Journal of ICT Standardization

Vol: 6    Issue: Combined Special Issue 1 & 2

Published In:   May 2018

The 5G System Architecture

Article No: 5    Page: 77-86    doi: https://doi.org/10.13052/jicts2245-800X.615    

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The 5G System Architecture

Frank Mademann

Chairman of 3GPP SA2, Huawei Technologies, Germany

E-mail: frank.mademann@huawei.com

Received 28 April 2018;
Accepted 3 May 2018

Abstract

This article provides an introduction to the 3GPP 5G system architecture and highlights its key features and characteristics.

Keywords

  • 3GPP
  • System Architecture
  • 5G

1 Introduction

The milestone of defining the 3GPP 5G system architecture was achieved at the end of 2017. Within two years the 3GPP 5G architecture work progressed from the study period in 2016 to the delivery of a complete set of stage 2 level specifications. By achieving this milestone in 3GPP Release 15 the 5G system architecture has been defined – providing 3GPP’s 5G phase 1 set of features and functionality needed for deploying a commercially operational 5G system. The overall 5G system architecture details features, functionalities and services including dynamic system behaviour defined by information flows.

This article offers a brief introduction to the 5G system architecture, highlighting some of its main characteristics. It was first published at 3GPP.org in December 2017. The complete description is provided by the 3GPP specifications TS 23.501 [1], TS 23.502 [2] and TS 23.503 [3].

These 5G stage 2 level specifications include the overall architecture model and principles, support of broadband data services, subscriber authentication and service usage authorization, application support in general, but also specifically support for applications closer to the radio as with edge computing. Its support for 3GPP’s IP Multimedia Subsystem includes also emergency and regulatory services specifics. Further, the 5G system architecture model uniformly enables user services with different access systems, like fixed network access or interworked WLAN, from the onset. The system architecture provides interworking with and migration from 4G, network capability exposure and numerous other functionalities.

2 Service Based Architecture

Compared to previous generations the 3GPP 5G system architecture is service based. That means wherever suitable the architectural elements are defined as network functions that offer their services via interfaces of a common framework to any network functions that are permitted to make use of these provided services. Network Repository Functions (NRF) allow every network function to discover the services offered by other network functions. This architectural model, which further adopts principles like modularity, reusability and self-containment of network functions, is chosen to enable deployments to take advantage of the latest virtualization and software technologies. The related service based architecture figures of TS 23.501 [1] depict those service based principles by showing the network functions, primarily Core Network functions, with a single interconnect to the rest of the system. Reference point based architecture figures are also provided by the stage 2 specifications, which represent more specifically the interactions between network functions for providing system level functionality and to show inter-PLMN interconnection across various network functions. In the context of 3GPP specifications Public Land Mobile Network (PLMN) is typically denoting a network according to the 3GPP standard. The various architecture figures can be found in [1].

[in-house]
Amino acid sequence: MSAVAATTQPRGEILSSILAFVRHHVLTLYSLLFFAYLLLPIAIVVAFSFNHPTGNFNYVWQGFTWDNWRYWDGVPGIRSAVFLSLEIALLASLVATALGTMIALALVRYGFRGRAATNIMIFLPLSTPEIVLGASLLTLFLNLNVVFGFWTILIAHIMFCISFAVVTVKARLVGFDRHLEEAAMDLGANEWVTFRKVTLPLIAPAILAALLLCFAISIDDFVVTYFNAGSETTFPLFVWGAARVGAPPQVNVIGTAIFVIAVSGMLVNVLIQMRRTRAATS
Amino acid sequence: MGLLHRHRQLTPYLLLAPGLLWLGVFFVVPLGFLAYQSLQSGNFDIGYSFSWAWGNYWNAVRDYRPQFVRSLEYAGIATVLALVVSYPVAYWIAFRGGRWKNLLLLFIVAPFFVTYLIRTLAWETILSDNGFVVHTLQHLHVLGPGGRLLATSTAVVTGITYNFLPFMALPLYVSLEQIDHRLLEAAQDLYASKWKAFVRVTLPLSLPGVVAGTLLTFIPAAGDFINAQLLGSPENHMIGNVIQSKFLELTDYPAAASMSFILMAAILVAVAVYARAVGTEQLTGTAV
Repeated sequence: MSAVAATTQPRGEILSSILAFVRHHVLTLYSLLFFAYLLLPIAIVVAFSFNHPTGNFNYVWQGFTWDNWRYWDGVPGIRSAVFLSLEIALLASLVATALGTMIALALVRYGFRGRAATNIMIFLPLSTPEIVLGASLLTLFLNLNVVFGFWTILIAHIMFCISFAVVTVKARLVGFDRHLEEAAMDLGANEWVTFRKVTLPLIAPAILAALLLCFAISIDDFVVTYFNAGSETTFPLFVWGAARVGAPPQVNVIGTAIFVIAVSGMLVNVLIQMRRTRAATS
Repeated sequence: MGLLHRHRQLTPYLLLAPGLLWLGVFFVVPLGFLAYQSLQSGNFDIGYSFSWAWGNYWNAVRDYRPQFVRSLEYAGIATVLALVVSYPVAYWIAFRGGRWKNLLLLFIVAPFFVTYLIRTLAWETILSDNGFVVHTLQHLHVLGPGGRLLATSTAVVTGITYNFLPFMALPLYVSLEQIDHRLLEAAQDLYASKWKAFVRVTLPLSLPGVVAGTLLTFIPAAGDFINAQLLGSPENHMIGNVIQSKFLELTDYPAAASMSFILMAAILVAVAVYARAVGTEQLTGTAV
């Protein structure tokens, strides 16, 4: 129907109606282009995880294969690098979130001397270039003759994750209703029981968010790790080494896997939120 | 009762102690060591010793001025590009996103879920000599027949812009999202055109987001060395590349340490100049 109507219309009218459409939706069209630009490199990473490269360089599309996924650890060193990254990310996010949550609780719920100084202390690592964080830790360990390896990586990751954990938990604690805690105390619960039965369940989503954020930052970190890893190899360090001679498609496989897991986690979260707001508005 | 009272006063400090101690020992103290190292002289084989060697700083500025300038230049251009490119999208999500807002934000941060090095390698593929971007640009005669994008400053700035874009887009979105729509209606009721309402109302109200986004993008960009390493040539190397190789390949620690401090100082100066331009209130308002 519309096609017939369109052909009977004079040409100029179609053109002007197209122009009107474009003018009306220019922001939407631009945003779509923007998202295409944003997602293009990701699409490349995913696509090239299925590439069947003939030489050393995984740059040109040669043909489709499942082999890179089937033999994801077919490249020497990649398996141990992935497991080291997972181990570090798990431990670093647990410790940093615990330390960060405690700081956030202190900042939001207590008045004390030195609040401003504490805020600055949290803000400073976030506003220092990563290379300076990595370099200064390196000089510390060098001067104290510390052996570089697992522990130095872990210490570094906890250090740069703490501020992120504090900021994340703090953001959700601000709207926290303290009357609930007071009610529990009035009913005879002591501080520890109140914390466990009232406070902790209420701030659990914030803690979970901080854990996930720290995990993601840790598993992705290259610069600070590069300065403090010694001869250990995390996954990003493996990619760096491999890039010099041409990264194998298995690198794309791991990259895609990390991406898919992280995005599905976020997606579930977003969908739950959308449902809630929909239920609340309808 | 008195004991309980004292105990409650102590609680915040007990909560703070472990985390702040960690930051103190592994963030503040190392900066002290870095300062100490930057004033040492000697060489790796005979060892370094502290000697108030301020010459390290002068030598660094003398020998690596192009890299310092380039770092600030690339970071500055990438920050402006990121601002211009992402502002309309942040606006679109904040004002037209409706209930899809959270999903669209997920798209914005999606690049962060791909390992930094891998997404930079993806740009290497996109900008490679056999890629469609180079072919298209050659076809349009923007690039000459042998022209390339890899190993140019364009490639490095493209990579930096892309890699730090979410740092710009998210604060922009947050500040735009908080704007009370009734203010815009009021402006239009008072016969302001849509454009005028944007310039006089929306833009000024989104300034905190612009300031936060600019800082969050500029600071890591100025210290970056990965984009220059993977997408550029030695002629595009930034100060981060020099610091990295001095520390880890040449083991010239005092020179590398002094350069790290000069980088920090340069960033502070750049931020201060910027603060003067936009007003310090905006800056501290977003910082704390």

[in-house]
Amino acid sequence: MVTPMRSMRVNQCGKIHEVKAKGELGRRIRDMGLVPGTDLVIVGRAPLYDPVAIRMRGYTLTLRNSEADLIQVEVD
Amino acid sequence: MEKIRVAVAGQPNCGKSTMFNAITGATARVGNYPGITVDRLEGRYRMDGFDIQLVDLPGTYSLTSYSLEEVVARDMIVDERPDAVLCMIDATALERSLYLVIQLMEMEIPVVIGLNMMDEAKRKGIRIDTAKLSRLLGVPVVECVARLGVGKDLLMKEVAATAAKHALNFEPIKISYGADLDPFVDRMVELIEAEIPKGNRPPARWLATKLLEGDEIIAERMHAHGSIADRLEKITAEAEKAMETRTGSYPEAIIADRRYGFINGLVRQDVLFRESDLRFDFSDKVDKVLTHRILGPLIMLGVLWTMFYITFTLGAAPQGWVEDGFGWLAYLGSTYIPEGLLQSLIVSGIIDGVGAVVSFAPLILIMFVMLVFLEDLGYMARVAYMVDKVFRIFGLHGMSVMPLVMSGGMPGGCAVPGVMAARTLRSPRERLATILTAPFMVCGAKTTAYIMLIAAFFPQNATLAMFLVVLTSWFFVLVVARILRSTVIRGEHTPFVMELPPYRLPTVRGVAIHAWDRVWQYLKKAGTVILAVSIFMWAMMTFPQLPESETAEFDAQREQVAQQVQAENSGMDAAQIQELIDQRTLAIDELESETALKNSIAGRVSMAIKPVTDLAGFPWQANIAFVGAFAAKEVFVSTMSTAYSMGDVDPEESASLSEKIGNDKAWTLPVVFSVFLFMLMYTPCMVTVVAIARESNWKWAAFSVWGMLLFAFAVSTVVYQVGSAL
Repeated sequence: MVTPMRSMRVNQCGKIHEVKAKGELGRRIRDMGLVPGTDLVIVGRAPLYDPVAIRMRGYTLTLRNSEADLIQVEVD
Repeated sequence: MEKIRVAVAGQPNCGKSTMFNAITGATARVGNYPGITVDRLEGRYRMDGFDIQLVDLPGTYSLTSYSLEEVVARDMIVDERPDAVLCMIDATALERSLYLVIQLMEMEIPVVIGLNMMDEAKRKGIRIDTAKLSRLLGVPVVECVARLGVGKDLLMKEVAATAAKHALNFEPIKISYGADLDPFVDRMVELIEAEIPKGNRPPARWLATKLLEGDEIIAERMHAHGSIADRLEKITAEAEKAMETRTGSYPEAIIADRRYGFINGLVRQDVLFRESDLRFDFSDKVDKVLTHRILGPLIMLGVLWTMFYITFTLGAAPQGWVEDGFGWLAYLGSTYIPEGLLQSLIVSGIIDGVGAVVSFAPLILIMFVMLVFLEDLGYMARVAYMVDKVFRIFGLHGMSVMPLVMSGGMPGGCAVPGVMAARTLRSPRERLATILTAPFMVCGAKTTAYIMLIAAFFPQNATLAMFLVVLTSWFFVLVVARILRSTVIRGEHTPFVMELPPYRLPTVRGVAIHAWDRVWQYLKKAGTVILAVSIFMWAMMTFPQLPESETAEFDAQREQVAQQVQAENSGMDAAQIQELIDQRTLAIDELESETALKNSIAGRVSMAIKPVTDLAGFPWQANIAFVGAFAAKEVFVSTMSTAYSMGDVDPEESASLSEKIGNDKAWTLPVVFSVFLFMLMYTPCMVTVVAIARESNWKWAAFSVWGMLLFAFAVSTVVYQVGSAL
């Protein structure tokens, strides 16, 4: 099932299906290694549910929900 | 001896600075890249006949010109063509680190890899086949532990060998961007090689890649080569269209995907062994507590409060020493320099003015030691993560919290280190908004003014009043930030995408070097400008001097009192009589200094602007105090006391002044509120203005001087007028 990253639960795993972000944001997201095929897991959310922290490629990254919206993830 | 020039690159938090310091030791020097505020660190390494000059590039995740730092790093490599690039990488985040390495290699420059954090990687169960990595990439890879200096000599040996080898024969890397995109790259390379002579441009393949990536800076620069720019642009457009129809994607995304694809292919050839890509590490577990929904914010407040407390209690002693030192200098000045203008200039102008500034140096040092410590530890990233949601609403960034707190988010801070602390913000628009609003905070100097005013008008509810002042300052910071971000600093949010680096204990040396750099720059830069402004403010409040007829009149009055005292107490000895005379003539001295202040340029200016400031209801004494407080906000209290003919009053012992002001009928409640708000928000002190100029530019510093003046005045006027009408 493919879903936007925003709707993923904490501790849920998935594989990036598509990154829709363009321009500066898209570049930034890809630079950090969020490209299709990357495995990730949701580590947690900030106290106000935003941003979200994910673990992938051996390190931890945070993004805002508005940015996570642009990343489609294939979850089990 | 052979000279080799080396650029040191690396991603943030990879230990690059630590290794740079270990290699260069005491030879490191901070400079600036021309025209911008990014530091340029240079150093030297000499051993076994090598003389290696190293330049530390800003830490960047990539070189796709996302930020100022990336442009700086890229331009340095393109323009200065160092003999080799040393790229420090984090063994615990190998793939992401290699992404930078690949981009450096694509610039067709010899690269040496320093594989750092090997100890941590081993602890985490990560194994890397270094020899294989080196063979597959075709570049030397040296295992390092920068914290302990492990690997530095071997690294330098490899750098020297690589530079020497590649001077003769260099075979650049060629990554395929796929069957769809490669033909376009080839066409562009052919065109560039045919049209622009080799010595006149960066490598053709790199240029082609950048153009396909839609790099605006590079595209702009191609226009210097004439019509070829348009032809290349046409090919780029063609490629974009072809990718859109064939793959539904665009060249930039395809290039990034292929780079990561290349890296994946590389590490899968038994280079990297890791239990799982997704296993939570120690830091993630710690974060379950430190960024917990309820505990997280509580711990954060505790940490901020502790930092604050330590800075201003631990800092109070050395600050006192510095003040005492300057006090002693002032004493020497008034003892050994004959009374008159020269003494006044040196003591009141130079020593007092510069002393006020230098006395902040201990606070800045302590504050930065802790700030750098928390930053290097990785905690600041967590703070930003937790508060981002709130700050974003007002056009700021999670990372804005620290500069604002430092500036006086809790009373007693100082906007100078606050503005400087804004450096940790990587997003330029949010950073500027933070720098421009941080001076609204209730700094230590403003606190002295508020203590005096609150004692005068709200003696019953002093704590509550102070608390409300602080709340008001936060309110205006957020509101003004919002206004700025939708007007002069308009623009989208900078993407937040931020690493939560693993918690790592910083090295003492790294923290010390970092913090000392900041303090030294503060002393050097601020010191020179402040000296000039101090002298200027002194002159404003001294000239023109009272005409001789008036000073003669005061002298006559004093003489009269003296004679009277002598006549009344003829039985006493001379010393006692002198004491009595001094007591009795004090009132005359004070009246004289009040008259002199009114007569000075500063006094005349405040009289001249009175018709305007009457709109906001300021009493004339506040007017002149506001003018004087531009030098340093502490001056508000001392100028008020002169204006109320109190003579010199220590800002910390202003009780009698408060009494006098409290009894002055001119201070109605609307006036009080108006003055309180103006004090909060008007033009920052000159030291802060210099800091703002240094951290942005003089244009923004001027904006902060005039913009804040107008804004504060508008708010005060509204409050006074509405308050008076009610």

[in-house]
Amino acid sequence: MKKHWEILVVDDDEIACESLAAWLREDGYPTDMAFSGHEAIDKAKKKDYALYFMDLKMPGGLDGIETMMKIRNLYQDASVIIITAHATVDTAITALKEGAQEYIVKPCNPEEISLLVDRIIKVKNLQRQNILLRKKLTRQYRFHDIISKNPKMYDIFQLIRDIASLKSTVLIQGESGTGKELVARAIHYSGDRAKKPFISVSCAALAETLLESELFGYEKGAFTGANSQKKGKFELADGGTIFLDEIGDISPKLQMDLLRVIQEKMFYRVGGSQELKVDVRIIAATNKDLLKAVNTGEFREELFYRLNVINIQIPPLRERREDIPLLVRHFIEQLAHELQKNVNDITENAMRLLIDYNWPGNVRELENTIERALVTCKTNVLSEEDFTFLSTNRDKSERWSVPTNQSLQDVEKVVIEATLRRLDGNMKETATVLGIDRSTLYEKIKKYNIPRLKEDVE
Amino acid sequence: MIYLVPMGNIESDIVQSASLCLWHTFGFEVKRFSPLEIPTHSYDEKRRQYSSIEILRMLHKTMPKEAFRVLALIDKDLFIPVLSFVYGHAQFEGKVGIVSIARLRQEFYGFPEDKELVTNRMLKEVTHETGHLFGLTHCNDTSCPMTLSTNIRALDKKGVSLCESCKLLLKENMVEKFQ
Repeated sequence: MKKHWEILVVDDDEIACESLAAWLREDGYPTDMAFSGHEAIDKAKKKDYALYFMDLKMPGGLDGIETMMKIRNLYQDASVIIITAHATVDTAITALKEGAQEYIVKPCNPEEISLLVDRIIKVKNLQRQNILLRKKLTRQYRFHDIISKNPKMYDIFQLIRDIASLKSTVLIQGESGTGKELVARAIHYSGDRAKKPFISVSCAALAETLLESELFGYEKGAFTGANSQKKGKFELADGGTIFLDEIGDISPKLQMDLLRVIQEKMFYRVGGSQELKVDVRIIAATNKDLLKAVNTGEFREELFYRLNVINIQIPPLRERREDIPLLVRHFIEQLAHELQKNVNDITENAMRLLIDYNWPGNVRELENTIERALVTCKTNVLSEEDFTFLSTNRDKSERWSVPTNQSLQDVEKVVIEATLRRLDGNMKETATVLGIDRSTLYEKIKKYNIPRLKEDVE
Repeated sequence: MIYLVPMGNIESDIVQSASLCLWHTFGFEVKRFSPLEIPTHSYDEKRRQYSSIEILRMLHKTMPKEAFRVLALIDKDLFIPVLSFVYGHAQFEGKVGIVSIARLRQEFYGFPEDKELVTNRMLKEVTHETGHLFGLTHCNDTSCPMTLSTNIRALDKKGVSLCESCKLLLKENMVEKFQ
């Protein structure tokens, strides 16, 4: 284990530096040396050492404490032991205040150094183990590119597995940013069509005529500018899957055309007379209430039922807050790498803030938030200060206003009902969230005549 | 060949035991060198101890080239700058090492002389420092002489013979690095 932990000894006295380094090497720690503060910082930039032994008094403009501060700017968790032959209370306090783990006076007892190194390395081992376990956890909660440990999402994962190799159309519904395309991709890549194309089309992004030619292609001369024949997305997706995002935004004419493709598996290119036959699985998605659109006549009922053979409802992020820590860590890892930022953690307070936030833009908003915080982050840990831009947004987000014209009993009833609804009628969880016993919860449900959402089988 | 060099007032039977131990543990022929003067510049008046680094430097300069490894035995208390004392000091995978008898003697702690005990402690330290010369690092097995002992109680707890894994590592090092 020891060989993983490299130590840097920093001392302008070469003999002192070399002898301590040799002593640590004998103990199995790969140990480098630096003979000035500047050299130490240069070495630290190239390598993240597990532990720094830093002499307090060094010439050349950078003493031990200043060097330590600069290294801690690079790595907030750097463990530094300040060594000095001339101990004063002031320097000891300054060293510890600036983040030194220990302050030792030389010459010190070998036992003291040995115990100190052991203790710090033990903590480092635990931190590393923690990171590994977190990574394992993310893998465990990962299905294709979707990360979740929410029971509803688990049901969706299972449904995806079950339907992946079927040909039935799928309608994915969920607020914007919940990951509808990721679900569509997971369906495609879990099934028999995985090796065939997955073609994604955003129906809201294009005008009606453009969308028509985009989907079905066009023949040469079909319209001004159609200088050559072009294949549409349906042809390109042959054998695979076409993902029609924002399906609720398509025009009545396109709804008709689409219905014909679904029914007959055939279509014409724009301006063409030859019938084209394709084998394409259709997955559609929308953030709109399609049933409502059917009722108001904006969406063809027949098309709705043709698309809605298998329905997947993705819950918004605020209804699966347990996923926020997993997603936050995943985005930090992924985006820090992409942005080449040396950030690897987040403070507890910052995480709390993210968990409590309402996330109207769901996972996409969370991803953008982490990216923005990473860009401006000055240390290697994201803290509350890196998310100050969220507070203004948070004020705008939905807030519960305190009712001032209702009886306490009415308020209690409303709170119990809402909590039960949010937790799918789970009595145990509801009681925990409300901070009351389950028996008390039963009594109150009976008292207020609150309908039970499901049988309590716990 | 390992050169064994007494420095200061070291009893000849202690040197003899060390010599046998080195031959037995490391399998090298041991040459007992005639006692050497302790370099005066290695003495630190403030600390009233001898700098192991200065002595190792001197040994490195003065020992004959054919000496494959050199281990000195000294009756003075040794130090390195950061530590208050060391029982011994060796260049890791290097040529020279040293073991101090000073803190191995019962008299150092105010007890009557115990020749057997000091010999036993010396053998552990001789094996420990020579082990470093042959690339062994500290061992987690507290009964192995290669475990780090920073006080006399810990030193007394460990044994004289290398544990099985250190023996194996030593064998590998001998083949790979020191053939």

Figure 1 shows one of the service based architecture figures, which is for a roaming scenario with local breakout, i.e. the roaming UE interfaces the Data Network (DN) in the visited network (VPLMN) and the home network (HPLMN) enables it with subscription information from Unified Data Management (UDM), Authentication Server Function (AUSF) and UE specific policies from Policy Control Function (PCF). Network Slice Selection Function (NSSF), Access control and Mobility management Function (AMF), data Session Management Function (SMF) and Application Functions (AF) are provided by the VPLMN. The user plane provided via User Plane Functions (UPF) is managed following a model of control and user plane separation similar to what was already introduced in the latest 3GPP 4G release. Security Edge Protection Proxies (SEPP) protect the interactions between PLMNs. For more details and other scenarios see [1].

In the local breakout scenarios a UE receives the services of a PLMN typically completely from the serving operator’s administrative domain. Home-routed data services are the alternative for roaming scenarios, which have also network functions from the home operator’s administrative domain involved and the UE interfaces the DN in the HPLMN.

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Figure 1 A service based architecture figure [1].

Service based principles apply between the control plane network functions of the Core Network. Further, the 5G system architecture allows network functions to store their contexts in Data Storage Functions (DSF). Functionality for releasing the UE specific Access Network – Core Network transport associations from one AMF and re-binding with another AMF enables separating such data storage also for the AMF. Earlier system architectures had more persistent UE specific transport associations, which made it more complex to change the UE’s serving node that compares to an AMF. The new functionality simplifies changing the AMF instance that serves a UE. It also supports increasing AMF resilience and load balancing as every AMF from a set of AMFs deployed for the same network slice can handle procedures of any UE served by the set of AMFs.